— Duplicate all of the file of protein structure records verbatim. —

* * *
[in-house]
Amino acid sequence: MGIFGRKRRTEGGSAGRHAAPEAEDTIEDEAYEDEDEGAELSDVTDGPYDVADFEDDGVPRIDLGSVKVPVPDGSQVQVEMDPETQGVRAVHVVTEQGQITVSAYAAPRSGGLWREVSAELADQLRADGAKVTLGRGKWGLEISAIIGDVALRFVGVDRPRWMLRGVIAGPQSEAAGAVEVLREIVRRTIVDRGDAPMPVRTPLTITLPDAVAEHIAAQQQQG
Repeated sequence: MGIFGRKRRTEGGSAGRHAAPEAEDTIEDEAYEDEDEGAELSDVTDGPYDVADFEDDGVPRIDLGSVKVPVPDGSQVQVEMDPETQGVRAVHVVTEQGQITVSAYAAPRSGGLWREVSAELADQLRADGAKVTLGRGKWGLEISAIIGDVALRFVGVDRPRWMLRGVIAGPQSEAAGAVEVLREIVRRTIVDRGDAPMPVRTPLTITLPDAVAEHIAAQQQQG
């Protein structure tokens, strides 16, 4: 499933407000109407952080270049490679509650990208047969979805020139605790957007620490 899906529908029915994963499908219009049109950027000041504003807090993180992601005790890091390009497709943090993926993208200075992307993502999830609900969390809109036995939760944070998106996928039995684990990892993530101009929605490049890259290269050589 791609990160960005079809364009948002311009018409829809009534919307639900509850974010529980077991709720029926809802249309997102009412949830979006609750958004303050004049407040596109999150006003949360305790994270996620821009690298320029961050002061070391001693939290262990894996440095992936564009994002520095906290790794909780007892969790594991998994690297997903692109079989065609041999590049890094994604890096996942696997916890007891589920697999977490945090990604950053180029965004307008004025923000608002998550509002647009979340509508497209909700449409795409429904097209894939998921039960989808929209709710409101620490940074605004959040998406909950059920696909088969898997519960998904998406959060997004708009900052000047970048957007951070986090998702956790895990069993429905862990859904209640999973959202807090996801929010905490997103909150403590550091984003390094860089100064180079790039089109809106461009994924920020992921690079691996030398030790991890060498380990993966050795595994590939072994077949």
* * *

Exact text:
[in-house]
Amino acid sequence: MGIFGRKRRTEGGSAGRHAAPEAEDTIEDEAYEDEDEGAELSDVTDGPYDVADFEDDGVPRIDLGSVKVPVPDGSQVQVEMDPETQGVRAVHVVTEQGQITVSAYAAPRSGGLWREVSAELADQLRADGAKVTLGRGKWGLEISAIIGDVALRFVGVDRPRWMLRGVIAGPQSEAAGAVEVLREIVRRTIVDRGDAPMPVRTPLTITLPDAVAEHIAAQQQQG
Repeated sequence: MGIFGRKRRTEGGSAGRHAAPEAEDTIEDEAYEDEDEGAELSDVTDGPYDVADFEDDGVPRIDLGSVKVPVPDGSQVQVEMDPETQGVRAVHVVTEQGQITVSAYAAPRSGGLWREVSAELADQLRADGAKVTLGRGKWGLEISAIIGDVALRFVGVDRPRWMLRGVIAGPQSEAAGAVEVLREIVRRTIVDRGDAPMPVRTPLTITLPDAVAEHIAAQQQQG
């Protein structure tokens, strides 16, 4: 499933407000109407952080270049490679509650990208047969979805020139605790957007620490 899906529908029915994963499908219009049109950027000041504003807090993180992601005790890091390009497709943090993926993208200075992307993502999830609900969390809109036995939760944070998106996928039995684990990892993530101009929605490049890259290269050589 791609990160960005079809364009948002311009018409829809009534919307639900509850974010529980077991709720029926809802249309997102009412949830979006609750958004303050004049407040596109999150006003949360305790994270996620821009690298320029961050002061070391001693939290262990894996440095992936564009994002520095906290790794909780007892969790594991998994690297997903692109079989065609041999590049890094994604890096996942696997916890007891589920697999977490945090990604950053180029965004307008004025923000608002998550509002647009979340509508497209909700449409795409429904097209894939998921039960989808929209709710409101620490940074605004959040998406909950059920696909088969898997519960998904998406959060997004708009900052000047970048957007951070986090998702956790895990069993429905862990859904209640999973959202807090996801929010905490997103909150403590550091984003390094860089100064180079790039089109809106461009994924920020992921690079691996030398030790991890060498380990993966050795595994590939072994077949």